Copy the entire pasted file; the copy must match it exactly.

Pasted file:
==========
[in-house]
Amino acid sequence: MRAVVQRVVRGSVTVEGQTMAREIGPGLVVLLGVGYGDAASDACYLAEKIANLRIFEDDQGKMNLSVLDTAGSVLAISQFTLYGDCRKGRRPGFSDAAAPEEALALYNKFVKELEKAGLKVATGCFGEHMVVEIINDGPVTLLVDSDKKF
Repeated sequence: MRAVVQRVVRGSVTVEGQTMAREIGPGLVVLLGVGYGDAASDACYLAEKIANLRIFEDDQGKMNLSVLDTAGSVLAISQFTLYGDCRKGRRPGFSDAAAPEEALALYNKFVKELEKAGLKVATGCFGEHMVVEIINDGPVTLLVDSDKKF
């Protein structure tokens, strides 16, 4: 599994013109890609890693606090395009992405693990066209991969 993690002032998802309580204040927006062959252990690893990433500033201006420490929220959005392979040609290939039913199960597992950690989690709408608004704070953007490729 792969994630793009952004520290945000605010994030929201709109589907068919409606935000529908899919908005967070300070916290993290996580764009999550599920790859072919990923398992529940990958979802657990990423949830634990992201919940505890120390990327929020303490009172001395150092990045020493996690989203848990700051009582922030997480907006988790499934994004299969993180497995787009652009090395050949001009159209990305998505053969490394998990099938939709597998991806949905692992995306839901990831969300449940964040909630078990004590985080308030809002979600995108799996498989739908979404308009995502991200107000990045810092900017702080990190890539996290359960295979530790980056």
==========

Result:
[in-house]
Amino acid sequence: MRAVVQRVVRGSVTVEGQTMAREIGPGLVVLLGVGYGDAASDACYLAEKIANLRIFEDDQGKMNLSVLDTAGSVLAISQFTLYGDCRKGRRPGFSDAAAPEEALALYNKFVKELEKAGLKVATGCFGEHMVVEIINDGPVTLLVDSDKKF
Repeated sequence: MRAVVQRVVRGSVTVEGQTMAREIGPGLVVLLGVGYGDAASDACYLAEKIANLRIFEDDQGKMNLSVLDTAGSVLAISQFTLYGDCRKGRRPGFSDAAAPEEALALYNKFVKELEKAGLKVATGCFGEHMVVEIINDGPVTLLVDSDKKF
């Protein structure tokens, strides 16, 4: 599994013109890609890693606090395009992405693990066209991969 993690002032998802309580204040927006062959252990690893990433500033201006420490929220959005392979040609290939039913199960597992950690989690709408608004704070953007490729 792969994630793009952004520290945000605010994030929201709109589907068919409606935000529908899919908005967070300070916290993290996580764009999550599920790859072919990923398992529940990958979802657990990423949830634990992201919940505890120390990327929020303490009172001395150092990045020493996690989203848990700051009582922030997480907006988790499934994004299969993180497995787009652009090395050949001009159209990305998505053969490394998990099938939709597998991806949905692992995306839901990831969300449940964040909630078990004590985080308030809002979600995108799996498989739908979404308009995502991200107000990045810092900017702080990190890539996290359960295979530790980056």